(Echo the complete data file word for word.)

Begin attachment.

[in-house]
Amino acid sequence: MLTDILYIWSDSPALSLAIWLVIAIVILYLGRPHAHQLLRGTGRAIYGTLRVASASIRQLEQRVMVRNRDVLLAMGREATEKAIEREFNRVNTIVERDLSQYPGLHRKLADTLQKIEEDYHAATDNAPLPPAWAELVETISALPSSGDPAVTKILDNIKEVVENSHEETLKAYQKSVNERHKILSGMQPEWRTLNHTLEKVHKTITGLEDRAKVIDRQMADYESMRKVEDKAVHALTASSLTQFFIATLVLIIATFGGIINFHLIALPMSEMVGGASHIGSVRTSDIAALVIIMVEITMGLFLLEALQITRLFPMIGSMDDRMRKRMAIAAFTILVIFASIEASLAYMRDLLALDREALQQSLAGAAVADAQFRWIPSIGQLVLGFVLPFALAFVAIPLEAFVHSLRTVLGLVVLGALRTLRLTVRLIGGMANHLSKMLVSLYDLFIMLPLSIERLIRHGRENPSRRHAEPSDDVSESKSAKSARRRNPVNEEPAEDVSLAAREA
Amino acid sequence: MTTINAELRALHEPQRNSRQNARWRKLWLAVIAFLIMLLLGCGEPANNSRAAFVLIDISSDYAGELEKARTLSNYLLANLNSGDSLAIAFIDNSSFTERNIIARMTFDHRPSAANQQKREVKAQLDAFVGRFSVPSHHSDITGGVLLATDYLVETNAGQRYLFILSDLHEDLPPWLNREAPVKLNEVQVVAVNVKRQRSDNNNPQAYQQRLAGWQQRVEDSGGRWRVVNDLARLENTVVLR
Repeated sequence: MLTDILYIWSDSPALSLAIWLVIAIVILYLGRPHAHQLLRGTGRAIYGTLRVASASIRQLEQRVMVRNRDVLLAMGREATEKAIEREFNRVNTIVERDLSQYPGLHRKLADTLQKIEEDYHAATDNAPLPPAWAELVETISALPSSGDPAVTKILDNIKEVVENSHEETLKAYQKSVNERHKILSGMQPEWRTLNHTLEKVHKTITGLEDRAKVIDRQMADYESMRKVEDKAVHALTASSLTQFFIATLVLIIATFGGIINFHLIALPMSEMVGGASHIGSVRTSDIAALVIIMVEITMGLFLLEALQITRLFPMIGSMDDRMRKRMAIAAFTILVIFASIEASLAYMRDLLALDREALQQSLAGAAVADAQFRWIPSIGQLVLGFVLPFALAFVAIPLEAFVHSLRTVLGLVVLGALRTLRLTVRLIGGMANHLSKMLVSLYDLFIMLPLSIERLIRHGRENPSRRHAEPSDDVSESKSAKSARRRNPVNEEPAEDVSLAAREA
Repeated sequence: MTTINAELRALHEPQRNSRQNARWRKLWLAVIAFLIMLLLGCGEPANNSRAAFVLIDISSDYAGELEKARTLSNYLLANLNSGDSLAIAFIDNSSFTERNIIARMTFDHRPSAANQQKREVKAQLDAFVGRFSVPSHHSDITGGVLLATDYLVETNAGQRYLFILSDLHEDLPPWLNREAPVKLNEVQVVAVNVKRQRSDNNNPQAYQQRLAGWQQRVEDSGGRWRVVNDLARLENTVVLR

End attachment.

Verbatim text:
[in-house]
Amino acid sequence: MLTDILYIWSDSPALSLAIWLVIAIVILYLGRPHAHQLLRGTGRAIYGTLRVASASIRQLEQRVMVRNRDVLLAMGREATEKAIEREFNRVNTIVERDLSQYPGLHRKLADTLQKIEEDYHAATDNAPLPPAWAELVETISALPSSGDPAVTKILDNIKEVVENSHEETLKAYQKSVNERHKILSGMQPEWRTLNHTLEKVHKTITGLEDRAKVIDRQMADYESMRKVEDKAVHALTASSLTQFFIATLVLIIATFGGIINFHLIALPMSEMVGGASHIGSVRTSDIAALVIIMVEITMGLFLLEALQITRLFPMIGSMDDRMRKRMAIAAFTILVIFASIEASLAYMRDLLALDREALQQSLAGAAVADAQFRWIPSIGQLVLGFVLPFALAFVAIPLEAFVHSLRTVLGLVVLGALRTLRLTVRLIGGMANHLSKMLVSLYDLFIMLPLSIERLIRHGRENPSRRHAEPSDDVSESKSAKSARRRNPVNEEPAEDVSLAAREA
Amino acid sequence: MTTINAELRALHEPQRNSRQNARWRKLWLAVIAFLIMLLLGCGEPANNSRAAFVLIDISSDYAGELEKARTLSNYLLANLNSGDSLAIAFIDNSSFTERNIIARMTFDHRPSAANQQKREVKAQLDAFVGRFSVPSHHSDITGGVLLATDYLVETNAGQRYLFILSDLHEDLPPWLNREAPVKLNEVQVVAVNVKRQRSDNNNPQAYQQRLAGWQQRVEDSGGRWRVVNDLARLENTVVLR
Repeated sequence: MLTDILYIWSDSPALSLAIWLVIAIVILYLGRPHAHQLLRGTGRAIYGTLRVASASIRQLEQRVMVRNRDVLLAMGREATEKAIEREFNRVNTIVERDLSQYPGLHRKLADTLQKIEEDYHAATDNAPLPPAWAELVETISALPSSGDPAVTKILDNIKEVVENSHEETLKAYQKSVNERHKILSGMQPEWRTLNHTLEKVHKTITGLEDRAKVIDRQMADYESMRKVEDKAVHALTASSLTQFFIATLVLIIATFGGIINFHLIALPMSEMVGGASHIGSVRTSDIAALVIIMVEITMGLFLLEALQITRLFPMIGSMDDRMRKRMAIAAFTILVIFASIEASLAYMRDLLALDREALQQSLAGAAVADAQFRWIPSIGQLVLGFVLPFALAFVAIPLEAFVHSLRTVLGLVVLGALRTLRLTVRLIGGMANHLSKMLVSLYDLFIMLPLSIERLIRHGRENPSRRHAEPSDDVSESKSAKSARRRNPVNEEPAEDVSLAAREA
Repeated sequence: MTTINAELRALHEPQRNSRQNARWRKLWLAVIAFLIMLLLGCGEPANNSRAAFVLIDISSDYAGELEKARTLSNYLLANLNSGDSLAIAFIDNSSFTERNIIARMTFDHRPSAANQQKREVKAQLDAFVGRFSVPSHHSDITGGVLLATDYLVETNAGQRYLFILSDLHEDLPPWLNREAPVKLNEVQVVAVNVKRQRSDNNNPQAYQQRLAGWQQRVEDSGGRWRVVNDLARLENTVVLR